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Send a Cow has a special relationship with Uganda as it was the extreme poverty experienced by its citizens which encouraged the charity to launch in 1988. Our response to a devastating civil war and years of unrest was to send cows from the UK so families could start rebuilding their lives.

Absolute poverty levels (those living on less than $2 dollars a day) are currently estimated at just under a quarter of the population – 24%. That means over 9 million people are unable to access basic necessities of life such as food, clean water, clothing and shelter needed to survive.

Uganda has been widely recognised as carrying out a determined campaign against the spread of HIV/AIDs which has seen rates drop. However, the epidemic has left many orphans behind. Therefore, our projects include support for families who have taken in orphaned children, and child-headed households.

Click on the icons to find out more about each project.

Kamuli Sustainable Livelihoods Project (KSLP)

The project goal is to ensure 800 vulnerable families in Bulopa and Bugulumbya Sub-Counties in Kamuli District are food secure, have income sources and are less marginalised by end of 2018. The project will enable the groups acquire knowledge, life skills and the means to become food secure, eat a balanced diet, practice family planning, hygiene and sanitation for prevention and develop health seeking behaviours.

Lamwo Integrated Refugee Project

The Palabek Refugee Settlement in northern Uganda is unique and unlike traditional camps; South Sudanese refugees live side by side with the local Ugandan community. Families are struggling to grow enough food on their small compounds to feed themselves. Access to water is a big challenge and only 5% of households have access to electricity. Working with both refugees and Ugandan locals, we are training farmers in different agricultural techniques that can be adapted for small compounds. Using our holistic approach, families will begin to overcome food insecurity, low incomes and marginalisation.

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Kamuli Inclusive Livelihoods Project - Ndalike

This area was selected for a new project because of the high levels of poverty and vulnerability, due to exclusion of women, people with disabilities, orphans and other vulnerable children.

Low agricultural productivity is caused by sugarcane mono-cropping and families being locked into unprofitable contracts with exploitative companies. Farmers don’t have enough land to grow food crops as well and lack the skills to manage land effectively in the face of increasing soil erosion due to tree clearance and unpredictable rainfall caused by climate change.

We are working with over 20,000 vulnerable people to ensure they are less marginalized, food secure and have income sources. Our holistic approach will include training in gender and social inclusion, farm systems, business management and the rehabilitation of community water system.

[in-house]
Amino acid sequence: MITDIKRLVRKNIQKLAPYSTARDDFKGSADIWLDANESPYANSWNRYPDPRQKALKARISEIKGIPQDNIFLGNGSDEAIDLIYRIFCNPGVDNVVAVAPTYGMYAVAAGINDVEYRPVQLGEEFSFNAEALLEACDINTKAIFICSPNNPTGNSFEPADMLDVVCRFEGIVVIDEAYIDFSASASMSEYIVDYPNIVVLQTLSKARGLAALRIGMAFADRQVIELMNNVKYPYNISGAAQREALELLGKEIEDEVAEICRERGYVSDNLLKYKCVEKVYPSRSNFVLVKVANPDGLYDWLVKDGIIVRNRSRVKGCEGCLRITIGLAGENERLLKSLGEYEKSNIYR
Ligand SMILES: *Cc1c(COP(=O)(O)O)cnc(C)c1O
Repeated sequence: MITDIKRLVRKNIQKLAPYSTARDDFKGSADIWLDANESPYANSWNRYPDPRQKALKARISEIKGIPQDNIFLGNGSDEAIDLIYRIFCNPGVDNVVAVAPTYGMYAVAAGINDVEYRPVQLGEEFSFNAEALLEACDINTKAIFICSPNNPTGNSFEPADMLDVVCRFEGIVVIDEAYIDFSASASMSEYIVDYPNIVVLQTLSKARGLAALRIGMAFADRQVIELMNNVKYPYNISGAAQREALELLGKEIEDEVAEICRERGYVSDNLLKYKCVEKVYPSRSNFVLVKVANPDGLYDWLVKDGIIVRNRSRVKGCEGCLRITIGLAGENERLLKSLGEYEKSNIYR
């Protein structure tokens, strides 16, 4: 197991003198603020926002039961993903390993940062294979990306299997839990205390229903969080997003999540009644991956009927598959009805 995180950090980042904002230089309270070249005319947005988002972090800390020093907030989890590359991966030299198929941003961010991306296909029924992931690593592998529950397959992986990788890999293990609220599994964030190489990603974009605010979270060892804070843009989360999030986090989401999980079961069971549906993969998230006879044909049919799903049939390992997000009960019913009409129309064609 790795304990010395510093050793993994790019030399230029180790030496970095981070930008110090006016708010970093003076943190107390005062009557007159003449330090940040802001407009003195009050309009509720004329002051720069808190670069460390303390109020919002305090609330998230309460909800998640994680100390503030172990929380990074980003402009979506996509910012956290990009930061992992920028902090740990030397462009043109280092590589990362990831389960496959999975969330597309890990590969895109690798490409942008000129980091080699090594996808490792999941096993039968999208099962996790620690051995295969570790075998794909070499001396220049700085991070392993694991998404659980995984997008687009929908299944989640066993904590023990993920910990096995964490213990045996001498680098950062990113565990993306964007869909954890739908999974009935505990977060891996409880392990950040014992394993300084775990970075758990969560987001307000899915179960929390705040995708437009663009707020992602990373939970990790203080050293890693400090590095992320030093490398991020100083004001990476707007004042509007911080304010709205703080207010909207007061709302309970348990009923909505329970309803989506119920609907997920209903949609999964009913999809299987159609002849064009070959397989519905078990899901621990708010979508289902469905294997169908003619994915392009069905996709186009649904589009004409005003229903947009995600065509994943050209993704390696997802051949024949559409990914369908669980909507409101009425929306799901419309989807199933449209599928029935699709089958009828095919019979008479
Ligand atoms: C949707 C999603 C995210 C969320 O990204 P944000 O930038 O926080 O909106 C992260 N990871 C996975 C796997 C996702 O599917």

Living with Wildlife Project - Pakwach District of Northern Uganda

Poverty is threatening the country’s oldest and largest National Park; Murchison Falls. Families living around the park are struggling to live, food is scarce and income opportunities are extremely rare. Through a partnership between Send a Cow and Tusk, this project will upskill local communities, creating new livelihood opportunities which can lift people out of poverty and protect wildlife.

Communities and Uganda Wildlife Authority will develop a better understanding of each other’s challenges and develop joint solutions to protect both livelihoods and the future sustainability of the park, with local communities becoming guardians of Murchison Falls National Park.

Kyotera Push-Pull Technology

Push-Pull is a simple but powerful innovation where maize is intercropped with Desmodium, which produces a scent that repels the Stemborer moth (Push). The maize and Desmodium are surrounded by Napier or Brachiaria grass, which attracts the moths where they lay their eggs (Pull). Sticky gum on the grass binds the larvae of the moths, leaving them unable to hatch.

Send a Cow will work with 400 farming families across Kyotera to roll out the pest management method. Staff will also work with whole families to identify the gender imbalances within households so they can work together to achieve resilient harvests.

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“I am now a teacher in the community. I teach other orphaned children about good behaviour, keeping clean, growing vegetables around their homes and helping their parents. But more importantly, I have managed to fend for my siblings.”

Kasiita Ugandan Orphans Project, Rakai, Uganda

In three out of every four households, women and men are now equal partners in making decisions about how to use the family’s land, and how to share workloads within the family.

97% of women now feel more respected.

Girls in Send a Cow supported households are seven times more likely to attend university than the national average.